Tracking the timing of groundwater recharge

Congratulations to Associate Professor Martin Andersen and his multi-disciplinary colleagues at UNSW Arts, Design & Architecture, BEES, the Connected Waters Initiative network, Flinders University, and Deakin University for their ARC Linkage Infrastructure, Equipment and Facilities (LIEF) award announced in January 2022.

The successful ARC LIEF grant, led by Professor Andy Baker from BEES, will fund a network of sensors to be deployed in underground spaces, like caves, mines and tunnels to measure the timing of groundwater recharge.

Underground sensors to measure the timing of groundwater recharge. Illustration by Anna Blacka, UNSW Water Research LaboratoryRainfall events drive water flow through the terrestrial environment, causing rivers to flow and percolating through the ground especially where the bedrock contains fractures that expedite flow through the dry, upper layers of soil to the water table below. Our understanding of groundwater recharge is traditionally limited to changes measured in wells or boreholes; however, our network will place sensors in tunnels, mines and other subsurface spaces to measure recharge over time and space and utilise locally available rainfall data (e.g., from BoM) to calculate event-based recharge following rainfall.

The project aims to improve our understanding of groundwater recharge through a sensor network deployed in underground spaces located between soils and aquifers across the southeast of Australia (NSW, SA and VIC). This recharge-observing system will generate new knowledge which is fundamental for water resource management.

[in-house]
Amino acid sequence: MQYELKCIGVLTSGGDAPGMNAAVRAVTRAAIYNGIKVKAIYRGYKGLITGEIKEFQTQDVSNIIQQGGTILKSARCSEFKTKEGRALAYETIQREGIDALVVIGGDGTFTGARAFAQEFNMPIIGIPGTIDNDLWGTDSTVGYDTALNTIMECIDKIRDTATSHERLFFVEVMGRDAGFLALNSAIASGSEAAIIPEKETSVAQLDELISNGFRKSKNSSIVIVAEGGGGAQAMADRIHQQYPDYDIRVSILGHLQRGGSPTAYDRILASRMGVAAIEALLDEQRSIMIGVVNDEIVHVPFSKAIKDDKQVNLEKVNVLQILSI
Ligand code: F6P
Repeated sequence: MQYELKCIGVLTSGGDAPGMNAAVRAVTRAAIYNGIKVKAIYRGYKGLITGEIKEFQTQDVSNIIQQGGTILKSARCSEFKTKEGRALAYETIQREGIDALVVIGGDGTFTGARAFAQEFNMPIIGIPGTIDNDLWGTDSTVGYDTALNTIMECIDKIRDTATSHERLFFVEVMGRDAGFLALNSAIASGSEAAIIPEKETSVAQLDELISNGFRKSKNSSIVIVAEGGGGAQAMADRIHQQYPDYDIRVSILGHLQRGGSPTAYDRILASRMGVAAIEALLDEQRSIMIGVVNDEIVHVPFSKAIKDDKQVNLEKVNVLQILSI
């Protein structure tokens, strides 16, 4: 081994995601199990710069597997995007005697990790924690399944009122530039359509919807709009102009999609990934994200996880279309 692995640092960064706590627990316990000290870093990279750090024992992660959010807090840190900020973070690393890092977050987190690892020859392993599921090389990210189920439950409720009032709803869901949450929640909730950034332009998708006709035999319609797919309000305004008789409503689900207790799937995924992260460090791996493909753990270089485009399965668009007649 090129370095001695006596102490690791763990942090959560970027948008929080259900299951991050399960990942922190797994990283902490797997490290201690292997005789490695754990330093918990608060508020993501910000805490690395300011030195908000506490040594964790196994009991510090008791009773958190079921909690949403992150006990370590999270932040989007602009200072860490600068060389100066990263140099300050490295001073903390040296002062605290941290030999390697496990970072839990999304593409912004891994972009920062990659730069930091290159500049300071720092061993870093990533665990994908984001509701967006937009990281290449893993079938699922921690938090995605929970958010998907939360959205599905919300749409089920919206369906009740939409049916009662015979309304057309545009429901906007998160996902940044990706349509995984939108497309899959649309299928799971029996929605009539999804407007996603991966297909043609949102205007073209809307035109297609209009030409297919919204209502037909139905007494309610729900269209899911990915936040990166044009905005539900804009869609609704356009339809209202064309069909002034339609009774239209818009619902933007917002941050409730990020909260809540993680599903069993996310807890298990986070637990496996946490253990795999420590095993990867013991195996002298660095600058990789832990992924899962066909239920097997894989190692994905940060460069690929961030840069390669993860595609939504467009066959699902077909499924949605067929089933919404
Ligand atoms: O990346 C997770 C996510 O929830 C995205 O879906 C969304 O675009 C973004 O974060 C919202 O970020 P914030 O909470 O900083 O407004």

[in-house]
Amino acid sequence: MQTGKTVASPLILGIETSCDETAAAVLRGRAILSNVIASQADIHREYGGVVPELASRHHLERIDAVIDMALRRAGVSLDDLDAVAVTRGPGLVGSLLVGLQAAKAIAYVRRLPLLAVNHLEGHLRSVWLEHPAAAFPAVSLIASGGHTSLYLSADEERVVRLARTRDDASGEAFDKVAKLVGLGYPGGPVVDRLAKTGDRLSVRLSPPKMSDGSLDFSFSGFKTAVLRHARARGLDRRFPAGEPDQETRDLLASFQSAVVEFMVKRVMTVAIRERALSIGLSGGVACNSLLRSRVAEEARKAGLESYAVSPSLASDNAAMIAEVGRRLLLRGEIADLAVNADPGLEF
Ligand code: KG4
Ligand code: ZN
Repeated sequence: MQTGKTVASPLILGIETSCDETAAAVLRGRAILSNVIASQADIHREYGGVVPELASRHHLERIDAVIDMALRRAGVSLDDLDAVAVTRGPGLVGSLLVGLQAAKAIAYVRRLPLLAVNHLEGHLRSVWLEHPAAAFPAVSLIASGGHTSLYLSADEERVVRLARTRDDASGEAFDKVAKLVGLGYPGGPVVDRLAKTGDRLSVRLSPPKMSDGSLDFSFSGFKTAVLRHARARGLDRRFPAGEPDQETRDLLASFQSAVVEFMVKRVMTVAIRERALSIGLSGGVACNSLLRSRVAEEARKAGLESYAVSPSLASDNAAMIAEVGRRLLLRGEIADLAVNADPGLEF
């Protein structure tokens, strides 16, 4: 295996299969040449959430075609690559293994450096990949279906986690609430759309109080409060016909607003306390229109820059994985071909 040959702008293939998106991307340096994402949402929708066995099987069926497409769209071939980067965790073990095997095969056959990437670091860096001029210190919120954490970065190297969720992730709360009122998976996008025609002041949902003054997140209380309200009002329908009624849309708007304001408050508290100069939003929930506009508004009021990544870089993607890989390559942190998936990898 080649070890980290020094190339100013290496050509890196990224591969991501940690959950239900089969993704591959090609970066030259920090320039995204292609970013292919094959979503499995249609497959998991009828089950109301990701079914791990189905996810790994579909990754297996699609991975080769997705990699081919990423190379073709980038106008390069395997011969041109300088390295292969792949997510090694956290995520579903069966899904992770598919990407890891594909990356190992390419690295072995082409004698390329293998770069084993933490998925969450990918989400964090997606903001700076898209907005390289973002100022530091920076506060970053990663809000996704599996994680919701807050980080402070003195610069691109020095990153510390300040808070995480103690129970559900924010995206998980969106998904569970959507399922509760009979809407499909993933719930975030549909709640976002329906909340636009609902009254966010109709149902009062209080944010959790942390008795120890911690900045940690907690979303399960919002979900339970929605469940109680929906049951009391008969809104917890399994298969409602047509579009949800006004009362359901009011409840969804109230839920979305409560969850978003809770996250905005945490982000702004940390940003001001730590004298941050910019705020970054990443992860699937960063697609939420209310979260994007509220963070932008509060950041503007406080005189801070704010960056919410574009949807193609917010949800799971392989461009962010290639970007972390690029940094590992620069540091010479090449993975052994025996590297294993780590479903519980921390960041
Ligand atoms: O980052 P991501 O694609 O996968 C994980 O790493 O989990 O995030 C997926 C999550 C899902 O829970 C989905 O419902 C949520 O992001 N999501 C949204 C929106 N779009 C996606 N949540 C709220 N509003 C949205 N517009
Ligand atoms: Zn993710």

Expected outcomes include quantified rainfall recharge thresholds; a better understanding of climate, vegetation and geological controls on rainfall recharge in a time of changing climate and fire regimes; and improved understanding of spatial and temporal variability of rainfall recharge across these diverse environments.

“Compared to other parts of the hydrological cycle, determining groundwater recharge is notoriously difficult as the subsurface is so inaccessible. Therefore, being able to access and instrument these subsurface spaces is a great opportunity to learn more about processes in this inaccessible environment. This should provide significant benefits” says A/Prof Andersen, “for sectors of the Australian economy which rely upon the sustainable use of our collective groundwater resource.”  

UNSW Pro Vice-Chancellor Research Infrastructure, Professor Grainne Moran, applauded the University’s LIEF recipients.

“Our researchers’ strong result and our 35 per cent success rate in this strategically important scheme are to be commended. This funding helps support the substantial costs associated with research infrastructure as well as fostering collaboration through cooperative use of national and international facilities.”


LIEF Project Investigators:

Professor Andrew Baker; Dr Margaret Shanafield; Professor Wendy Timms; Dr Maria de Lourdes Melo Zurita; Associate Professor Martin Andersen
Amount awarded: $158,845

Associate Professor Martin AndersenAbout Associate Professor Martin Andersen:

Dr Martin Andersen is an Associate Professor with the Water Research Laboratory and School of Civil and Environmental Engineering, UNSW since 2006. Martin has a MSc in Environmental Engineering Science and a PhD in Hydrogeochemistry. He has been part of the Connected Waters Initiative (CWI) since its inception and its Director from 2015 to 2020.

Martin’s primary research interest is groundwater resources with practical applications for water resources management, water quality problems and ecology. A significant part of his research is field oriented, giving Martin extensive experience in various field methods. Since coming to Australia, much of his research has been focused on groundwater processes, such as recharge and surface water-groundwater interactions at various sites in the Murray Darling Basin. As part of his research Martin has spent nearly a decade collecting data and managing NCRIS groundwater infrastructure sites (e.g., in the Namoi and Macquarie River valleys). 

He has extensive experience in numerical modelling of reactive flow and transport problems, using codes such as PHREEQC and SUTRA. Martin is currently teaching undergraduate and postgraduate courses at UNSW in: groundwater hydrology, groundwater investigation techniques, groundwater geochemistry and aquatic chemistry.


For further information contact:

Martin Andersen | Associate Professor | m.andersen@wrl.unsw.edu.au

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